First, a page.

Nation and World News

Papal Message

Pope Benedict XVI said parents worried about the waywardness of their children should take heart in the circuitous spiritual path of St. Augustine.

Pope preparing for prayer at historic site in Munich

Pope Benedict XVI was to stop and pray Saturday, Sept. 9, at St. Mary

Pope: Christ seen in faces of the poor

All Christians should be on a never-ending search for Christ, who can be seen in the faces of all people, especially the poor and needy, Pope Benedict XVI said.

Humanitarian crisis looms in Darfur

Despite a May peace agreement meant to end the conflict in the Sudanese region of Darfur, refugees who fled into neighboring Chad are not returning to Sudan, said aid workers.

World and National News Briefs

Protecting aid workers is a challenge

WASHINGTON (CNS) — Michael O’Neill’s education in the security needs of international aid organizations came, literally, at the point of a gun. "Well, guns," elaborated the security director for Save the Children. "Many guns." As an employee of a Red Cross affiliate in Sierra Leone in 1993, O’Neill learned when he was kidnapped by rebel soldiers that there was no protocol in the local organization for protecting employees or dealing with a security crisis. Since then, he’s made a career of helping aid groups working in the world’s most troubled regions keep their own employees safe, whether from traffic accidents or missile attacks. The question of how well prepared the world’s nongovernmental aid organizations are for handling their own security came to the headlines in early August when 17 employees of Paris-based Action Against Hunger were kidnapped and killed in Muttur, Sri Lanka. The government and the Tamil Tigers rebel group each blamed the other for the attack. Since 2000, more than 50 aid workers in Afghanistan, Iraq, the Democratic Republic of Congo, Indonesia and Sudan have been killed in attacks on their vehicles or offices.

New order to minister to deaf Catholics

HONOLULU (CNS) — Father Thomas Coughlin’s lifelong dream to start a religious community where sign language is the primary means of expression at both the eucharistic table and the dinner table is finally becoming a reality. Deaf since birth, Father Coughlin has founded the new order, the Dominican Missionaries for the Deaf Apostolate. The priest of the Diocese of Honolulu was one of five men who made their first profession of vows as Dominican Missionaries for the Deaf Apostolate Aug. 27 at St. Albert’s Priory in Oakland, Calif. "Necessity is the mother of invention," he told the Hawaii Catholic Herald, newspaper of the Honolulu Diocese, in an interview by e-mail. "I saw how badly we need a religious community of deaf priests and brothers dedicated to a deeper spiritual life and the deaf apostolate in the language of signs and the deaf culture milieu."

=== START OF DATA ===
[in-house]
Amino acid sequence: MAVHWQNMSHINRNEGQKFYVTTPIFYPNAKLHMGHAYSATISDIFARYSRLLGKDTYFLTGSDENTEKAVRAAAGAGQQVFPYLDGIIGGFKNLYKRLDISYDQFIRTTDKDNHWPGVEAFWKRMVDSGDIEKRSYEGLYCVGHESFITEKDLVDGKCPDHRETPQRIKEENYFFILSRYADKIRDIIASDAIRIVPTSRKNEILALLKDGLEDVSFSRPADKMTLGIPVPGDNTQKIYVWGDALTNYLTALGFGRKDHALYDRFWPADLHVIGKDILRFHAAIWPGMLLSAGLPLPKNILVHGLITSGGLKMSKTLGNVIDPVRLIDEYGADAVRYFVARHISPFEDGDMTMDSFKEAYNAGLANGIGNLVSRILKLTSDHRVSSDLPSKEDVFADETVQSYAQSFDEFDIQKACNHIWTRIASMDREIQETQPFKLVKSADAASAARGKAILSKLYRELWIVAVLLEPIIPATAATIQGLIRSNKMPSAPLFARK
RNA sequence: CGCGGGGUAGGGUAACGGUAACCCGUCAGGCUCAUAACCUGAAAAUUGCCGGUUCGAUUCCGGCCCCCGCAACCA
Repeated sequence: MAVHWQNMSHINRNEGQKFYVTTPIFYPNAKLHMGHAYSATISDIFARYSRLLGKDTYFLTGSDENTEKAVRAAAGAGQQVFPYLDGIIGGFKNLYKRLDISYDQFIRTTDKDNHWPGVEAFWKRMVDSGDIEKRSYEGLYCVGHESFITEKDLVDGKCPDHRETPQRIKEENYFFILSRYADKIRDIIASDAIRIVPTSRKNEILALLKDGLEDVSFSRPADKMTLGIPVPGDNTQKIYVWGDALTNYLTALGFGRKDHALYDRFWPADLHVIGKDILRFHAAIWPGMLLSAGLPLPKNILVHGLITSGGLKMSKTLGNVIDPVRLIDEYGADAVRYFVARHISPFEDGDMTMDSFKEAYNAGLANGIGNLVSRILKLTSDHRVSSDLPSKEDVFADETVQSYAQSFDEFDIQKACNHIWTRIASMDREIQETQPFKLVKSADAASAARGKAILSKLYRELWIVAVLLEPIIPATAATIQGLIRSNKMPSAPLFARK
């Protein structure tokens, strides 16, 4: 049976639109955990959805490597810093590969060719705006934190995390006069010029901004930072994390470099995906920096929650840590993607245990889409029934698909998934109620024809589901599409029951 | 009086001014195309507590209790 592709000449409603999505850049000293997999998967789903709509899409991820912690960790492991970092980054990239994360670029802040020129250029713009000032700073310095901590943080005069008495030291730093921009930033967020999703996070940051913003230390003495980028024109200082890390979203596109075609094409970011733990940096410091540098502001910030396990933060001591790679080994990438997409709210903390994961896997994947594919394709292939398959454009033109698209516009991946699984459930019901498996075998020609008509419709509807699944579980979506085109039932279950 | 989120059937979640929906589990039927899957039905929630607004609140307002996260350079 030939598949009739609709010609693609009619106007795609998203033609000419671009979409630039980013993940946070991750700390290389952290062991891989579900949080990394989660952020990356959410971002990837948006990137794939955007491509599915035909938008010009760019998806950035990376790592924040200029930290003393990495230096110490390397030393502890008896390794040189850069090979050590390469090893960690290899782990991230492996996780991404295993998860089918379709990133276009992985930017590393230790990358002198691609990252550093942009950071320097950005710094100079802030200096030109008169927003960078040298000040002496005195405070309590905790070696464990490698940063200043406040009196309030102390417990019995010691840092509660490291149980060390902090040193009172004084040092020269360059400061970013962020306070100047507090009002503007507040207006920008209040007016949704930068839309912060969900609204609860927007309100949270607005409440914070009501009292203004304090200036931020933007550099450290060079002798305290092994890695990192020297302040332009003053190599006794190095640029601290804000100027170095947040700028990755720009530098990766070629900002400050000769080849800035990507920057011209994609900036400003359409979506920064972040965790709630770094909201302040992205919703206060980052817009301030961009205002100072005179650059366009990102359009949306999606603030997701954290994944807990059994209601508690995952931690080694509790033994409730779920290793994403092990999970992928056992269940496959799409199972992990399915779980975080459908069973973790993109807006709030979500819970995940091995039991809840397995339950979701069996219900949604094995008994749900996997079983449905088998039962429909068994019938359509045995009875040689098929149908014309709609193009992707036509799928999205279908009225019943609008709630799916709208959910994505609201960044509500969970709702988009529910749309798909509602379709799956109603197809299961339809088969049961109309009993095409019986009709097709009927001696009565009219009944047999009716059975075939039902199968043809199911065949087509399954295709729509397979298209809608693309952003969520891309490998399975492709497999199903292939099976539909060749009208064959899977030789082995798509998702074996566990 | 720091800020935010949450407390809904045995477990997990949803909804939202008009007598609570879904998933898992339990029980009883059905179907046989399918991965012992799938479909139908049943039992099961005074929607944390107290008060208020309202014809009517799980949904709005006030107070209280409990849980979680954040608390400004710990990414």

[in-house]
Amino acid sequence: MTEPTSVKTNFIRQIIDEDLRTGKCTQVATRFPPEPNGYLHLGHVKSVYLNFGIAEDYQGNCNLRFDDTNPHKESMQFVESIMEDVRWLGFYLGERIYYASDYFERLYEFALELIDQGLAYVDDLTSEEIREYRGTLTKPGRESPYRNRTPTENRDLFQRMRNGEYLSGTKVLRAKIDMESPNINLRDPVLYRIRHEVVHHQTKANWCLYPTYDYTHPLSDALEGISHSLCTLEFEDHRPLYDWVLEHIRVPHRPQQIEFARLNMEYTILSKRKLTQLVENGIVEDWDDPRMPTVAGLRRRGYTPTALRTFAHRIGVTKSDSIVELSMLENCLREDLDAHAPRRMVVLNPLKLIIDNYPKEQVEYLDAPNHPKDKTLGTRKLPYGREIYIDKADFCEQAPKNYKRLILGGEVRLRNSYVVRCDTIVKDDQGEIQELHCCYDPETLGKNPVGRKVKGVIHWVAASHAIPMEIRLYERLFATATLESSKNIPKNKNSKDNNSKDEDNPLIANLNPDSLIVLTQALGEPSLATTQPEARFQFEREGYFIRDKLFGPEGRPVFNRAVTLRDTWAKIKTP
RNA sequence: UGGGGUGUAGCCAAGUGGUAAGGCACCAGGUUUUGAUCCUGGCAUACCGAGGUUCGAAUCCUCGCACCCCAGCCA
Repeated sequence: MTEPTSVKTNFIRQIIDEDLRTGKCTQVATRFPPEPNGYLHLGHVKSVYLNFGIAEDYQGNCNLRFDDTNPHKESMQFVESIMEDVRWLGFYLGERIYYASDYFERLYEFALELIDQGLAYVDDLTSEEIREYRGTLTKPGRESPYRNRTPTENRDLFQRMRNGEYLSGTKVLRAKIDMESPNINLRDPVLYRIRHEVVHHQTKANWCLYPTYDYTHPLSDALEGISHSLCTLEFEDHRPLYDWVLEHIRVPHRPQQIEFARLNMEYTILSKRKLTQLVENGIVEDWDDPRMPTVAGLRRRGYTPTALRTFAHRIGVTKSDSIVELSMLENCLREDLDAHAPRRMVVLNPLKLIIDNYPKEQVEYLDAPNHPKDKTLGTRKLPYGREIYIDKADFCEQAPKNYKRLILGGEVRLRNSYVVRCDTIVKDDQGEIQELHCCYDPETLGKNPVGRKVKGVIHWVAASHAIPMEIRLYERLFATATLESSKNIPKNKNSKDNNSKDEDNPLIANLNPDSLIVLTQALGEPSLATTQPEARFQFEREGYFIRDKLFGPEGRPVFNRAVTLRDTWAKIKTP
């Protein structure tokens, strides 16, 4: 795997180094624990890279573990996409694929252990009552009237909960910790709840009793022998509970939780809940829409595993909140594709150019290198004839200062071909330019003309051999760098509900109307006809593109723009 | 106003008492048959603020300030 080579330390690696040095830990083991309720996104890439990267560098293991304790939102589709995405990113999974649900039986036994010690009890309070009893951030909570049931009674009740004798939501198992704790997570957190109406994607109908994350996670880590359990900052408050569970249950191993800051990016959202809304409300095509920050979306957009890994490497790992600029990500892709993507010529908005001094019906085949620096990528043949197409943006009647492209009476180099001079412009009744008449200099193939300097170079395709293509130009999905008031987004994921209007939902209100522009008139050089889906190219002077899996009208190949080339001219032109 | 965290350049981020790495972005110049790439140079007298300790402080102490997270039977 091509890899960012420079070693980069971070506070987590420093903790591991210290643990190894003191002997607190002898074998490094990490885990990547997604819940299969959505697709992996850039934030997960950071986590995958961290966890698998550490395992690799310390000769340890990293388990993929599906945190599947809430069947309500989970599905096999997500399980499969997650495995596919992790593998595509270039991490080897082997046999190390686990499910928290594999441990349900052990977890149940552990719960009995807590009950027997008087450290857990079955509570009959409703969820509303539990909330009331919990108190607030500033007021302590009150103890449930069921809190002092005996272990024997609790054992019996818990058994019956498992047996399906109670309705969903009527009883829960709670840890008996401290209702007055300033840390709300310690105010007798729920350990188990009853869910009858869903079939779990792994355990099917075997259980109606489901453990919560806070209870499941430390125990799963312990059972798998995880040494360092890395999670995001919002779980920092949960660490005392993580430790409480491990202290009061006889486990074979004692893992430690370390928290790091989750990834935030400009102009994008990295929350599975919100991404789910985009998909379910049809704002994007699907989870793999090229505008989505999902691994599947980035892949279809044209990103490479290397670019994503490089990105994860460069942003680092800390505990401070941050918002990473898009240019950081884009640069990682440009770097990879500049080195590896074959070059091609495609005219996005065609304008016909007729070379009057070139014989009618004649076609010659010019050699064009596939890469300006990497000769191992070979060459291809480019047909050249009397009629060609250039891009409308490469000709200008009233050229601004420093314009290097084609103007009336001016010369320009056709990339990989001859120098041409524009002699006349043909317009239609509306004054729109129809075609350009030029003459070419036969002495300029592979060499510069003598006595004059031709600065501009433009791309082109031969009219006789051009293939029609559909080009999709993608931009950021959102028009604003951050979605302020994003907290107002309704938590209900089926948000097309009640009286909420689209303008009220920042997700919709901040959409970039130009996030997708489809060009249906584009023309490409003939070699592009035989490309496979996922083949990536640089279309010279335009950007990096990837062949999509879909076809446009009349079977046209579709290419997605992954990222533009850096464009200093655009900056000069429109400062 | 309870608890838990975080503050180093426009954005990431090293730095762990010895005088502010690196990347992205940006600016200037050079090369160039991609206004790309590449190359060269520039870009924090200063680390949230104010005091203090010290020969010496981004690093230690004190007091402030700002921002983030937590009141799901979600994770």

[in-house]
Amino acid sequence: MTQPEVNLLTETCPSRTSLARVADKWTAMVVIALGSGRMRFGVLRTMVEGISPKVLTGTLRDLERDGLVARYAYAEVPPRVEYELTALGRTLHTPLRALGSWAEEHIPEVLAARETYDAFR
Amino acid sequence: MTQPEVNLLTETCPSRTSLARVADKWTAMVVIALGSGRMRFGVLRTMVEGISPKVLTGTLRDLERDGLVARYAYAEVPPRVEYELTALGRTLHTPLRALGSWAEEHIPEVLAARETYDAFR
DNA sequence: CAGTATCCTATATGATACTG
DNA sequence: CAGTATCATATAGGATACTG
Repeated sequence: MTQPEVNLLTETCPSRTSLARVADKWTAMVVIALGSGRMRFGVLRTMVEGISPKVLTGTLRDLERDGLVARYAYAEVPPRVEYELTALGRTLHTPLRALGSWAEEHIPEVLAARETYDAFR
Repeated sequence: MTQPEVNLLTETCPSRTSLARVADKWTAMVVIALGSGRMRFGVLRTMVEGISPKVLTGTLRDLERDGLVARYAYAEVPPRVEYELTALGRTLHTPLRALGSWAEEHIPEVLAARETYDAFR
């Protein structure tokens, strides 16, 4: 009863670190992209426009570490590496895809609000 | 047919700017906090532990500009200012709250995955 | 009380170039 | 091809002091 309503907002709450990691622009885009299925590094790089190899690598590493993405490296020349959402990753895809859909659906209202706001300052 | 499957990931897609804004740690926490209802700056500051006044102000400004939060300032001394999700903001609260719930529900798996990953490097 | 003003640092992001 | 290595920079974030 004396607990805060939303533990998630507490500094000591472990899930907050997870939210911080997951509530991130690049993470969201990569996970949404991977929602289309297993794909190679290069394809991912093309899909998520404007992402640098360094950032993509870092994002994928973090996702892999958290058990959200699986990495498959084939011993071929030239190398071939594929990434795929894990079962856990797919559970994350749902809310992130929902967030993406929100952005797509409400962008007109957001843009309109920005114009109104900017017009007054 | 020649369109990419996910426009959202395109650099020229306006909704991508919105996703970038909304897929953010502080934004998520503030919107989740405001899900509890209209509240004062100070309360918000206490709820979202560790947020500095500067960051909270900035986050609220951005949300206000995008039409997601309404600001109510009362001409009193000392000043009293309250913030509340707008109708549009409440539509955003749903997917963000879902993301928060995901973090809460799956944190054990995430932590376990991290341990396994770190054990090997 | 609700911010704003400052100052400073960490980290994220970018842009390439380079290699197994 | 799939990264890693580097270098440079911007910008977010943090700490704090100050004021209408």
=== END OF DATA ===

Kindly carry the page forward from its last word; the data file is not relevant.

Cardinal discusses all-male priesthood

PHILADELPHIA (CNS) — The Church’s prohibition against women priests is not culturally conditioned by the "patriarchal society" in which Jesus lived and taught, said Philadelphia Cardinal Justin Rigali. "Jesus treated women in a manner highly unusual for his culture," he said, noting that Christ "forgave the woman caught in adultery." The cardinal described as an "unfortunate incident" the July 31 riverboat ceremony near Pittsburgh at which eight women said they were ordained to the Catholic priesthood. But the event provides an opportunity to discuss Catholic teaching, he said. Some critics of the all-male priesthood "have attempted to dismiss this teaching by stating that Jesus lived in a patriarchal society and that, because he was limited by the culture of his time, he chose only men to be priests," the cardinal said in his weekly column appearing in the Aug. 17 archdiocesan newspaper, The Catholic Standard & Times. Christ "could hardly be limited by culture," he said.

Neighbor plans papal homecoming

PENTLING, Germany (CNS) — The neighbor who cares for Pope Benedict XVI’s home in Pentling has planned the pontiff’s Sept. 13 homecoming in great detail. "Waiting for him on the dining table in his house will be a very special surprise from me," said the neighbor, Rupert Hofbauer. "There will be several jars of honey from his own bees, from his own garden, and I am sure he is going to love this." For many years Hofbauer, a part-time beekeeper, has been keeping his bees in Pope Benedict’s garden — with the approval of the pope. "I know he misses his house dearly, and he told me so when I visited him in Rome" last year, Hofbauer told CNS Aug. 31. "He asked after his garden, the flowers, even the bees, and after our two animals: Chico, the cat, and Igor, the golden retriever."

New secretary of state starts Sept. 15

VATICAN CITY (CNS) — Pope Benedict XVI’s papacy opens a new chapter Sept. 15 when Italian Cardinal Tarcisio Bertone takes over as secretary of state. It’s arguably the pope’s biggest appointment to date, and it reunites him with a man who for many years was his No. 2 at the Congregation for the Doctrine of the Faith. Does that mean the Vatican is about to turn into one great big doctrinal congregation? An Italian journalist dared to pose that question to Cardinal Bertone in August. The cardinal didn’t really answer, but he suggested the doctrinal experience wouldn’t hurt in the great task of announcing the Gospel "in its entirety" in every country of the world. Cardinal Bertone, 71, is at the center of what might be the longest and most scrutinized transition in Vatican history. The pope offered him the position last December, he mulled it over and accepted earlier this year, and the pope announced the appointment in June — three months before it took effect.

Papal Message

Here is the Vatican text of Pope Benedict XVI

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